I’ve realized over the years that the less that I expect my kids to “love a topic” or push them to try something new, the more they have come to it with their own interests and desires to pursue those things. If I lay out a few copies of books, a list of some movies, documentaries or a simple suggestion of a place we might want to explore, that has led to them discovering on their own how interesting or exciting a particular place, person or event could be.

I tend to be more of a delight directed, Charlotte Mason approach, eclectic homeschool momma. I make our weekly lesson plans with the mentality that it is more of a guide of where we could go instead of a set plan that I can’t veer from. I like having the flexibility and freedom to shift our plans or throw them out the window if they aren’t working or something more interesting comes on our radar.

One of the biggest surprises has been to learn about all the resources there are available now to homeschoolers. There are so many new avenues, curriculum choices, teaching methods and learning styles available and so many programs out there that are specifically geared to homeschool students.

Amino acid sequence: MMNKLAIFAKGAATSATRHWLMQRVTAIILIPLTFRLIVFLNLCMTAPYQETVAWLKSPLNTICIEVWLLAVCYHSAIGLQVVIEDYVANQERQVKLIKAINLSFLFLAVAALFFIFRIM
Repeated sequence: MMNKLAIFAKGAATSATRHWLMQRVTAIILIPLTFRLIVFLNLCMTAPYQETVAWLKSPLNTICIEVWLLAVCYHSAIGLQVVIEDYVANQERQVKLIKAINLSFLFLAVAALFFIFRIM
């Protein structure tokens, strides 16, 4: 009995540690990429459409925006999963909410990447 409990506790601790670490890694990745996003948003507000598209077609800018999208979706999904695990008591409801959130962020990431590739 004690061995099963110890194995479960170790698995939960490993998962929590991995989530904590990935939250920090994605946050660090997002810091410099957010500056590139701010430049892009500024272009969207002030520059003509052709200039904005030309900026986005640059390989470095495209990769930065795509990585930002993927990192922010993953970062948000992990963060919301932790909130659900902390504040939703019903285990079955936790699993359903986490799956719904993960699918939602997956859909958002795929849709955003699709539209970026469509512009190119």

What curriculum have we used/enjoyed?

The best advice I can give is to try some out and see which your kids respond to. Don’t be afraid to take your time learning which are the best fit, seek lots of advice from other friends and fellow homeschoolers as well as check out curriculum in person before you buy whenever possible because it is the best option to really know what you are purchasing. Also, it is important to know that there will be times you will have to chuck out things, they may not work for what you need or you and or your kids may just hate it. Don’t fret or worry though as we’ve all been there and it’s really not the end of the world, it will all work out! Take your time and try a few things out before you decide to go all-in on a curriculum. Mixing and matching several companies, curriculums may be the best bet for your family, don’t feel pressured to buy one entire curriculum package as it usually isn’t always a one size fits all and what works for one kiddo most likely won’t for the next. Feel free to adapt your curriculum to you and your needs not the other way around. 🙂 Here are some of our favorites that we’ve tried: For our first several years we used the “Story of the World” curriculum for our history. We loved that instead of just a lot of boring dates and facts that a lot of typical history textbooks tend to have it presented the information in story format that was geared to children in elementary & middle school which made it really easy for us to join that subject together regardless of the fact that my kids are 3 grades apart.